P.S. 304 Casmir Pulaski School
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A Saturday program for parents and children; dedicated parent volunteers
A transient population makes it tough to teach kids to read
JULY 2010 UPDATE: PS 304 closed at the end of the 2007-2008 school year because of consistently poor performance. The school reopened in the fall of 2008 under the name Young Scholars' Academy for Discovery and Exploration. The building also houses Brighter Choice Community School.
MARCH 2004 REVIEW: PS 304 is a small, friendly neighborhood school in Bedford Stuyvesant, which enrolls not only kids who reside in the neighborhood but also those staying in one of four nearby shelters for victims of domestic violence. We saw two such families touring the school, seeking to enroll their children. The children are met and welcomed by an understanding office staff and administration and many times even after they have found permanent housing, the children choose to remain but the nature of their problems and transience, makes it challenging for the school to teach them and ensure that they keep up their attendance.
The day of our visit there were many teachers who were absent either at staff development workshops regarding the new curriculum, or just absent on an unseasonably snowy March day. Substitutes were likewise not available, so children were split up and placed into other classrooms for the day, always a tough situation. We didn't see much disruptive behavior, but it was also difficult for consistent lessons to be taught. In some classes, older students acted as assistants, and all available "specialty" teachers (such as science and art) were put into service, taking over whole classes for the day.
The science classroom was especially inviting and students praised the teacher, saying, in the words of one, that they got to do "lots of interesting stuff". We saw homemade biomes ecological communities of different environments, with kids growing grass, cacti and tropical plants. The music teacher did double duty in the library, watching over a school-wide book fair. We didn't meet the popular art teacher but we saw lots of evidence of his students' work in the "gallery" outside the 3rd-floor art room. Fifth graders studying Egypt created murals representing the pyramids, hieroglyphics and the sphinx. Walls in the hallways and classrooms were colorful.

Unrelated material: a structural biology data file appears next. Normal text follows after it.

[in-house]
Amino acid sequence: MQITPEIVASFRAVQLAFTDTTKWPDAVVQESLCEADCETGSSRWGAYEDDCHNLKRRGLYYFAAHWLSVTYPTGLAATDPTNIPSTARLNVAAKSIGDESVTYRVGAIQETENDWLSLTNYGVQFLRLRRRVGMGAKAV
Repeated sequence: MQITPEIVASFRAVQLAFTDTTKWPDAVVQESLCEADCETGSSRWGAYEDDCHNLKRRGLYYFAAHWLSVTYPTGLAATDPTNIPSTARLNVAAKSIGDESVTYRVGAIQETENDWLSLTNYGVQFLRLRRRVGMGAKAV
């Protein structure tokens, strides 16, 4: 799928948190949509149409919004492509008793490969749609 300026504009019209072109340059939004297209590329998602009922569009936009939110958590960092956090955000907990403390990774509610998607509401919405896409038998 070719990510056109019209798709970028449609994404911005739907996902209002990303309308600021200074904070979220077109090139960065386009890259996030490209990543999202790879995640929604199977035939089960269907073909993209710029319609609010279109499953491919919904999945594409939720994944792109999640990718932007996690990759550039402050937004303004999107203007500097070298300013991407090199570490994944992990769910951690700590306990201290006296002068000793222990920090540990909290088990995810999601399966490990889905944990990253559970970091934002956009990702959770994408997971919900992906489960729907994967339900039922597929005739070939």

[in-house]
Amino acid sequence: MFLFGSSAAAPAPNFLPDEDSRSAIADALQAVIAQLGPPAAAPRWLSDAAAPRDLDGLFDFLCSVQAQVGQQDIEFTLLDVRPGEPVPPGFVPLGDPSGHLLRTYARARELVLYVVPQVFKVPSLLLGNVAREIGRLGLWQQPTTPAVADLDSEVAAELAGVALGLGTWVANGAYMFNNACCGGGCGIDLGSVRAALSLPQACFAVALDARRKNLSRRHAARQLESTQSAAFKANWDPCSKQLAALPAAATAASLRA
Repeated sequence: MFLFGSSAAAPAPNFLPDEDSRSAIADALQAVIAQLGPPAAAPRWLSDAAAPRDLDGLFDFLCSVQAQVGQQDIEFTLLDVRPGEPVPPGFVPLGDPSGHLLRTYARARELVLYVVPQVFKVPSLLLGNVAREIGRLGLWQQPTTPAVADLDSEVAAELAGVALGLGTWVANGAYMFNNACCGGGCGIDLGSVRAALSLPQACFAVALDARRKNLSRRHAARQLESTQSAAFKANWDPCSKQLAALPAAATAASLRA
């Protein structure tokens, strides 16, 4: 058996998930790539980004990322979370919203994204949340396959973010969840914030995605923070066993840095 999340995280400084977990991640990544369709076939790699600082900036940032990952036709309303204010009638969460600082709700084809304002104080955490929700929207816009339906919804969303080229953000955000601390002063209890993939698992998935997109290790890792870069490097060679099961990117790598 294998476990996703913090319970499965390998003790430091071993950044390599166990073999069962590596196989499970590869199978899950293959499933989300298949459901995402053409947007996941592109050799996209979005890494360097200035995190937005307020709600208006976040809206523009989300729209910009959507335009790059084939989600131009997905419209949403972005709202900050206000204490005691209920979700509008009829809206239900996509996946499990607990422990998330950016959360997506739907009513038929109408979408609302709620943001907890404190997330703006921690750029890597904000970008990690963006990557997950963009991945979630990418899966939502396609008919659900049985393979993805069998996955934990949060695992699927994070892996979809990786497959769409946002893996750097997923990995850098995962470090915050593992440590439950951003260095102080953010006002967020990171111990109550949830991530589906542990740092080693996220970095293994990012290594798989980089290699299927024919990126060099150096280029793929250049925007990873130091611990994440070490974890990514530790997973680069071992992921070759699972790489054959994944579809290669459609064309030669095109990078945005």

The Columbia Readers and Writers curriculum, which encourages kids to read fiction rather than textbooks and to work in small groups, was in use in all the classrooms along with a heavy dose of phonics. The youngest students in a special education class we visited gleefully chanted letters and their corresponding sounds, before standing, stretching, and then joining their classmates to read books. All rooms had large rugs in the corner which were usually in use and most had rocking chairs. The school has received new furniture, mostly small, round tables where children can comfortably sit together for the sharing time so much a part of the curriculum.
Test scores remain quite low at PS 304, and therefore it is a school that parents are eligible to transfer out of under the mandates of the federal No Child Left Behind Act. About 20 families chose to do so in the 2003-04 school year, but an equal number chose to enroll. The school has classes in computer and job skills for parents. Parents get involved at 304 some 300 showed up for the March parent-teacher conferences. The parent coordinator - newly appointed at the time of our visit - visited the neighborhood shelters to impress upon parents the importance of getting involved in the school. Parents get prizes such as a flower for attending meetings. There are many parents who volunteer at the school daily, including the bilingual PTA president who stayed around the school to talk to parents in the morning, helping to translate and to let them know about a new after-school academic program sponsored by an organization called "Platform Learning."
After School: An academic program for all students is offered several times a week as are chess and dance. A Saturday academy is open to parents and students.
Special education: There are three "self-contained" special education classes for children with special needs only. One is for the lower grades, one for 3rd grade and another for 5th graders. (Pamela Wheaton, March 2004)Read more